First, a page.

Diabetic macular oedema after phacoemulsification

May 1, 2009

Foveal thickness and macular volume decrease after phaco in eyes with diabetic macular oedema, with changes even more pronounced in patients with diabetic retinopathy.

Key Points

Several studies have determined that DME deteriorates after phaco, although there is, as yet, no consensus regarding either the degree or the prevalence of this decline. Likewise, it has been shown that phacoemulsification is associated with progression of DR in up to one third of cases.

To quantify the specific interactions between phaco and DME and DR, Dr Ken Hayashi and colleagues conducted a study examining post-phaco changes to DME in eyes with and without DR.

"We recruited 70 DME patients scheduled to undergo cataract extraction with intraocular lens implantation - 35 with diabetic retinopathy and 35 without - between May 2004 and July 2005," explained Dr Hayashi. "The number of eyes we examined was small, but we believe that the distribution of the stage of DR in our study accurately reflected the distribution within the population."

Patients were excluded from the study on the basis of the presence of cataract not caused by age or diabetes, a history of ocular inflammation or surgery, any macula or optic nerve pathology not caused by diabetes, and planned extracapsular extraction. The mean age of the patients included in the study was 67.9±7.0 years; patients in both groups were similar in terms of systemic diseases (hypertension and nephropathy) and ratio of right to left eyes, although the DR group had significantly increased percentages of haemoglobin A1C and duration of diabetes when compared with the no-DR group.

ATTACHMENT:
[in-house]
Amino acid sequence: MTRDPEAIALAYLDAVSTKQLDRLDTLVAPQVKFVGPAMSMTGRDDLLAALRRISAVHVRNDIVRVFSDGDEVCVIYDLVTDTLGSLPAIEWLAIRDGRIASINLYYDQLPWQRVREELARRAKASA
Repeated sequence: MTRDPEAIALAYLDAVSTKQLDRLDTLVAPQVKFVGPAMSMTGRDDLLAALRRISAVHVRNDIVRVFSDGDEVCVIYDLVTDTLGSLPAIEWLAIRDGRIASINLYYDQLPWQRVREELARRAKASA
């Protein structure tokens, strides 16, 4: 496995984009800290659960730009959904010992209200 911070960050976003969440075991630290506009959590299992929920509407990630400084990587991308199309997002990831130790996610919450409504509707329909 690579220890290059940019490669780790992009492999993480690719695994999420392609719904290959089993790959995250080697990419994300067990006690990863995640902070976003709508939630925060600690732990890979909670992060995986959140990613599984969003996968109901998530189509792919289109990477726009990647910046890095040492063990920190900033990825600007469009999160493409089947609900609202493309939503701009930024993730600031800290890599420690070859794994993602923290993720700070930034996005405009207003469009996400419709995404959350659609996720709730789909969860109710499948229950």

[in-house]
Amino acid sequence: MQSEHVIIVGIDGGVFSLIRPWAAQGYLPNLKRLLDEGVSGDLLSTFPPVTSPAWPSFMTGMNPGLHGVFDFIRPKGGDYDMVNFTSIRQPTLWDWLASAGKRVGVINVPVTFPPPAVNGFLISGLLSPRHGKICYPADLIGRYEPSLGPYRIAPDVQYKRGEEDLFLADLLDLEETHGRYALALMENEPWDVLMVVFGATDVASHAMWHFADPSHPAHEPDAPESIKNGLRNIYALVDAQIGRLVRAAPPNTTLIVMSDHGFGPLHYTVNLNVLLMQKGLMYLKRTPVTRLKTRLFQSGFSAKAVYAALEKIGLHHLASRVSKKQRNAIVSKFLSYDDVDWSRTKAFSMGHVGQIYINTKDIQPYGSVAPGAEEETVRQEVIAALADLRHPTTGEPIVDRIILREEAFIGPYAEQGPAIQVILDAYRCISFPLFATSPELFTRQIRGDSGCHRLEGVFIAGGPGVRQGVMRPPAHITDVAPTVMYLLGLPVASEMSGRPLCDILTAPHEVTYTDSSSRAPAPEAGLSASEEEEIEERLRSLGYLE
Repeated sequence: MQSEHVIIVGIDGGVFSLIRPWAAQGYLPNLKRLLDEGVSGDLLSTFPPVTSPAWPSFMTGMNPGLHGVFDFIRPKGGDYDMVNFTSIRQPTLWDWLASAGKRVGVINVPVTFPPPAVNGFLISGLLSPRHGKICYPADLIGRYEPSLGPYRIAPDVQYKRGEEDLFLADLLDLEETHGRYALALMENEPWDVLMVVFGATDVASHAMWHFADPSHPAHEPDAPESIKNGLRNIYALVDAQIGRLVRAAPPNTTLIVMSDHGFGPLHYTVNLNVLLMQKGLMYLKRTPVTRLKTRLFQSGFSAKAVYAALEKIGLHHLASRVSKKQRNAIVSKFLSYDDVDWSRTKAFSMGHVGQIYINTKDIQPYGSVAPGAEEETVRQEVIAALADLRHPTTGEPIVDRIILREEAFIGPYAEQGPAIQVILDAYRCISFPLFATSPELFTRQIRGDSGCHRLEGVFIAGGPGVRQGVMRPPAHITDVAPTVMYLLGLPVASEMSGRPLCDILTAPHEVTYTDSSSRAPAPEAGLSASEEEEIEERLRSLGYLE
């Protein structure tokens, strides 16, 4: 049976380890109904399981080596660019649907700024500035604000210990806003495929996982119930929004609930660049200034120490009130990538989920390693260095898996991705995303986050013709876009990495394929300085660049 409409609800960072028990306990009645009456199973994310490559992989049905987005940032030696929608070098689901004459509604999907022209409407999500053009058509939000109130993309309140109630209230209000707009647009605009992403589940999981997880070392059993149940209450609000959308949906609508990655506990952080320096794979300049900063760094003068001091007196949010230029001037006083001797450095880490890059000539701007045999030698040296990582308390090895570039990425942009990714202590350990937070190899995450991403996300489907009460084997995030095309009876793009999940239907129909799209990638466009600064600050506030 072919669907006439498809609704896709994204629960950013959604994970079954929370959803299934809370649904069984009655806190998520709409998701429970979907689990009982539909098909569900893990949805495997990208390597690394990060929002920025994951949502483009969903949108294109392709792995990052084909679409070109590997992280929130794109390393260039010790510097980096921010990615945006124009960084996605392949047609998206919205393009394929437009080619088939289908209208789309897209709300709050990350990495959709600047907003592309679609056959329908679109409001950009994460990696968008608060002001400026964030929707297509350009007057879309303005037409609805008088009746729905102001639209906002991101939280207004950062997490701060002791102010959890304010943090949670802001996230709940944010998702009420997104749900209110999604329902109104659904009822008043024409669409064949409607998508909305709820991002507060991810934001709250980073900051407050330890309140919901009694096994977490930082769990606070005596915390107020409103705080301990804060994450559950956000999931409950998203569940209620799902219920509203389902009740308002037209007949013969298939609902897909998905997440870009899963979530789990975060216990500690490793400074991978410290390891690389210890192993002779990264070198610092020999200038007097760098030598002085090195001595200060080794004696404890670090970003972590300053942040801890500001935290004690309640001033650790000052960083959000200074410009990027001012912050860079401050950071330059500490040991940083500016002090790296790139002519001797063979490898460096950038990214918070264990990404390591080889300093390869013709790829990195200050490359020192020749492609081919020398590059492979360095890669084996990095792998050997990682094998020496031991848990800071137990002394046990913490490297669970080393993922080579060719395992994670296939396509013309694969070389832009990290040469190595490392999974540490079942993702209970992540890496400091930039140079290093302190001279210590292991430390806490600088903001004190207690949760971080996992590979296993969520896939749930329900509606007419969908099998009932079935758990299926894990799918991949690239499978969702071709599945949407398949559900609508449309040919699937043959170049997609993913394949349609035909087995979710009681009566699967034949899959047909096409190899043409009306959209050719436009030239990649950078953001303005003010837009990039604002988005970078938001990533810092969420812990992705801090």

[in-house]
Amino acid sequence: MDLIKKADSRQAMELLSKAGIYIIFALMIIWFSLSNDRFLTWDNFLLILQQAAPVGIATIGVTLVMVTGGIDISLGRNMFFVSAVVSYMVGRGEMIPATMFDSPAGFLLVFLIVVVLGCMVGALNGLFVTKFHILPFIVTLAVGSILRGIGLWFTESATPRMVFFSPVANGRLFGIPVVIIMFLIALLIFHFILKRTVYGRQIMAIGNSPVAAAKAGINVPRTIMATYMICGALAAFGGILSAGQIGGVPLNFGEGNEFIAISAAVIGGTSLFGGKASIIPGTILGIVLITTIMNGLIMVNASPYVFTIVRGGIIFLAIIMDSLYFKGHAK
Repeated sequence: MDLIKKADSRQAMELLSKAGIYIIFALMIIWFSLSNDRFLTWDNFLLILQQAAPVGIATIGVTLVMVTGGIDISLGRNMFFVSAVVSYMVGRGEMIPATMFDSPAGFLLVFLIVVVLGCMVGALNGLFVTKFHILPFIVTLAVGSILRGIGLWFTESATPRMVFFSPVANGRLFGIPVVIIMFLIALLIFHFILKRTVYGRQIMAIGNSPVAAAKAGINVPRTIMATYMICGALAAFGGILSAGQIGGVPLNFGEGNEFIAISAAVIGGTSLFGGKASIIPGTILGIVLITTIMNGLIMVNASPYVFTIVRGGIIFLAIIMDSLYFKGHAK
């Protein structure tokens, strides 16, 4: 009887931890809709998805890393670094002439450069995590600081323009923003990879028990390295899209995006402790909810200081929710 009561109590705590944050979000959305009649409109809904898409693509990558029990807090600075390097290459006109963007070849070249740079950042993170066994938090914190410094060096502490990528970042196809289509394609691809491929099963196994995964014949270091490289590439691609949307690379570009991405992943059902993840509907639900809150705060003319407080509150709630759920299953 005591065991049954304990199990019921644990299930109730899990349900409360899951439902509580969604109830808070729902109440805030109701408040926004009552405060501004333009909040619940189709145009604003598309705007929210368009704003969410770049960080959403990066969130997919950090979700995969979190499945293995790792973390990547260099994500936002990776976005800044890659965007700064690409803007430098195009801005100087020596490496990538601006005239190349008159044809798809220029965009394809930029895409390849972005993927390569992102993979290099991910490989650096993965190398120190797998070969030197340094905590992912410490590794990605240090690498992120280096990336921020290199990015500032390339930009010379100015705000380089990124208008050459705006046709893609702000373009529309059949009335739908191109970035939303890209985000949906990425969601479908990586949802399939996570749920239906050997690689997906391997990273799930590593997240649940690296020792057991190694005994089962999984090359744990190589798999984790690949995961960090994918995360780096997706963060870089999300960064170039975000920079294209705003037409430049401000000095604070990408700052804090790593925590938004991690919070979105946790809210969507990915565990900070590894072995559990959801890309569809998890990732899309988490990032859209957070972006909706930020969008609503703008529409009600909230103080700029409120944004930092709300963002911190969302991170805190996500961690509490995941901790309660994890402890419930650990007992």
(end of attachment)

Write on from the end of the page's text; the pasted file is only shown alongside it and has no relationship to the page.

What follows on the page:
"To ensure consistency, I performed all the surgeries personally, using the same technique, and all patients were implanted with a hydrophobic acrylic IOL - either the MA60AC or the MA50BM models," Dr Hayashi noted.

The surgical technique

After making a 3.5 mm incision in the sclera, Dr Hayashi used a bent needle to achieve a continuous curvilinear capsulorhexis, intended to be slightly smaller than the optic diameter and to overlie the IOL optic circumferentially.

"I then performed nucleus and cortical aspiration, after completing the hydrodissection," Dr Hayashi noted. "To prepare for IOL implantation, I increased the wound size of 4.1 mm with a keratome, and inflated the lens capsule with Healon," AMO's sodium hyaluronate 1% product.

After preparing the capsular bag as described, Dr Hayashi inserted the IOL and evacuated all the viscoelastic material.

"All the surgeries went smoothly: there were no unexpected events or difficulties with IOL implantation," Dr Hayashi commented. "There were no significant differences between the two groups in the grade of the nucleus, ultrasound time, ultrasound power or infusion volume."

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